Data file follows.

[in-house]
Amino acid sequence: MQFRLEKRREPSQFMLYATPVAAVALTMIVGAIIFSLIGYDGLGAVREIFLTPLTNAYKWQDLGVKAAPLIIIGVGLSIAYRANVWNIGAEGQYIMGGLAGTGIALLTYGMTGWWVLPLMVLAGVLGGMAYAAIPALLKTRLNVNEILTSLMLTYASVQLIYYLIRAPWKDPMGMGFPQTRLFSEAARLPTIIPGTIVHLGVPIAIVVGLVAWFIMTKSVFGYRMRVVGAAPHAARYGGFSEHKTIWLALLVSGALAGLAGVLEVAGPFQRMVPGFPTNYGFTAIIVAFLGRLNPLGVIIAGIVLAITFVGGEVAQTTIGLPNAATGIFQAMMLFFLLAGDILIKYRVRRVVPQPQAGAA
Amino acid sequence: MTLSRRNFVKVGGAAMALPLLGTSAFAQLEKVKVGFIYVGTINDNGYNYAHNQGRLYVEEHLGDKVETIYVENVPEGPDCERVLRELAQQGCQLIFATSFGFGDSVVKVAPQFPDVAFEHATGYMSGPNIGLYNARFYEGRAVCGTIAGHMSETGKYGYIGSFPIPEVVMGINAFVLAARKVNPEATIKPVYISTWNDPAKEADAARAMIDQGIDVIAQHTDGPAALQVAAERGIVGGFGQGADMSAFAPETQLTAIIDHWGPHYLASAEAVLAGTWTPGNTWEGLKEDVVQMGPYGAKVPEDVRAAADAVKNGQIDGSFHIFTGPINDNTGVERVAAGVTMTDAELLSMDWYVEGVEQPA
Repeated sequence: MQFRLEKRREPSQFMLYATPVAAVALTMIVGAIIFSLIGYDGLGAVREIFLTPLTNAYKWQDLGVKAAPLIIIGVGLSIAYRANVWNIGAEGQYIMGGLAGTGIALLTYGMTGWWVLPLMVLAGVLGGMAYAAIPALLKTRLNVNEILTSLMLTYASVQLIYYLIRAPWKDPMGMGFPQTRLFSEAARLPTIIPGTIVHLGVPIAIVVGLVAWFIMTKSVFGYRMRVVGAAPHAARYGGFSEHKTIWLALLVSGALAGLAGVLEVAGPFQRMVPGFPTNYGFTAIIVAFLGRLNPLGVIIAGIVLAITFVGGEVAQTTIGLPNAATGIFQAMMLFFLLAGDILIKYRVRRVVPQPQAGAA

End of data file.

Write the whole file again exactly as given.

[in-house]
Amino acid sequence: MQFRLEKRREPSQFMLYATPVAAVALTMIVGAIIFSLIGYDGLGAVREIFLTPLTNAYKWQDLGVKAAPLIIIGVGLSIAYRANVWNIGAEGQYIMGGLAGTGIALLTYGMTGWWVLPLMVLAGVLGGMAYAAIPALLKTRLNVNEILTSLMLTYASVQLIYYLIRAPWKDPMGMGFPQTRLFSEAARLPTIIPGTIVHLGVPIAIVVGLVAWFIMTKSVFGYRMRVVGAAPHAARYGGFSEHKTIWLALLVSGALAGLAGVLEVAGPFQRMVPGFPTNYGFTAIIVAFLGRLNPLGVIIAGIVLAITFVGGEVAQTTIGLPNAATGIFQAMMLFFLLAGDILIKYRVRRVVPQPQAGAA
Amino acid sequence: MTLSRRNFVKVGGAAMALPLLGTSAFAQLEKVKVGFIYVGTINDNGYNYAHNQGRLYVEEHLGDKVETIYVENVPEGPDCERVLRELAQQGCQLIFATSFGFGDSVVKVAPQFPDVAFEHATGYMSGPNIGLYNARFYEGRAVCGTIAGHMSETGKYGYIGSFPIPEVVMGINAFVLAARKVNPEATIKPVYISTWNDPAKEADAARAMIDQGIDVIAQHTDGPAALQVAAERGIVGGFGQGADMSAFAPETQLTAIIDHWGPHYLASAEAVLAGTWTPGNTWEGLKEDVVQMGPYGAKVPEDVRAAADAVKNGQIDGSFHIFTGPINDNTGVERVAAGVTMTDAELLSMDWYVEGVEQPA
Repeated sequence: MQFRLEKRREPSQFMLYATPVAAVALTMIVGAIIFSLIGYDGLGAVREIFLTPLTNAYKWQDLGVKAAPLIIIGVGLSIAYRANVWNIGAEGQYIMGGLAGTGIALLTYGMTGWWVLPLMVLAGVLGGMAYAAIPALLKTRLNVNEILTSLMLTYASVQLIYYLIRAPWKDPMGMGFPQTRLFSEAARLPTIIPGTIVHLGVPIAIVVGLVAWFIMTKSVFGYRMRVVGAAPHAARYGGFSEHKTIWLALLVSGALAGLAGVLEVAGPFQRMVPGFPTNYGFTAIIVAFLGRLNPLGVIIAGIVLAITFVGGEVAQTTIGLPNAATGIFQAMMLFFLLAGDILIKYRVRRVVPQPQAGAA